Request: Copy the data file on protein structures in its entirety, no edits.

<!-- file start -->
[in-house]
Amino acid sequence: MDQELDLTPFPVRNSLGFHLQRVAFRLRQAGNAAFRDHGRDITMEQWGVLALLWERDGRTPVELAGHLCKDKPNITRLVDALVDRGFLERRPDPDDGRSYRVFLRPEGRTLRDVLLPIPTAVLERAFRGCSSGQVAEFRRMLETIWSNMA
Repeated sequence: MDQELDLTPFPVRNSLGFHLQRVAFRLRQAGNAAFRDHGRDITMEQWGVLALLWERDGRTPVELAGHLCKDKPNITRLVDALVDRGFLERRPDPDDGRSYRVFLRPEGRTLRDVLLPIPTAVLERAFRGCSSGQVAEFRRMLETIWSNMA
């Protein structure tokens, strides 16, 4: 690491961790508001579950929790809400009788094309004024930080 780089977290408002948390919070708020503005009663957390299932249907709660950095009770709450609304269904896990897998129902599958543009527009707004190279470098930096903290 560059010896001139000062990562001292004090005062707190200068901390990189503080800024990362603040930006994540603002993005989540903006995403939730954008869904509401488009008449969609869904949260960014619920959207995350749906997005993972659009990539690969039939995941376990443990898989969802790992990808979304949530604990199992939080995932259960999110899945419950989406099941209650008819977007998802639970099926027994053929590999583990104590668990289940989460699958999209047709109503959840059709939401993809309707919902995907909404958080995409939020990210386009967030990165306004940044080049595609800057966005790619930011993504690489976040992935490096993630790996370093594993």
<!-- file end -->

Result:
[in-house]
Amino acid sequence: MDQELDLTPFPVRNSLGFHLQRVAFRLRQAGNAAFRDHGRDITMEQWGVLALLWERDGRTPVELAGHLCKDKPNITRLVDALVDRGFLERRPDPDDGRSYRVFLRPEGRTLRDVLLPIPTAVLERAFRGCSSGQVAEFRRMLETIWSNMA
Repeated sequence: MDQELDLTPFPVRNSLGFHLQRVAFRLRQAGNAAFRDHGRDITMEQWGVLALLWERDGRTPVELAGHLCKDKPNITRLVDALVDRGFLERRPDPDDGRSYRVFLRPEGRTLRDVLLPIPTAVLERAFRGCSSGQVAEFRRMLETIWSNMA
């Protein structure tokens, strides 16, 4: 690491961790508001579950929790809400009788094309004024930080 780089977290408002948390919070708020503005009663957390299932249907709660950095009770709450609304269904896990897998129902599958543009527009707004190279470098930096903290 560059010896001139000062990562001292004090005062707190200068901390990189503080800024990362603040930006994540603002993005989540903006995403939730954008869904509401488009008449969609869904949260960014619920959207995350749906997005993972659009990539690969039939995941376990443990898989969802790992990808979304949530604990199992939080995932259960999110899945419950989406099941209650008819977007998802639970099926027994053929590999583990104590668990289940989460699958999209047709109503959840059709939401993809309707919902995907909404958080995409939020990210386009967030990165306004940044080049595609800057966005790619930011993504690489976040992935490096993630790996370093594993």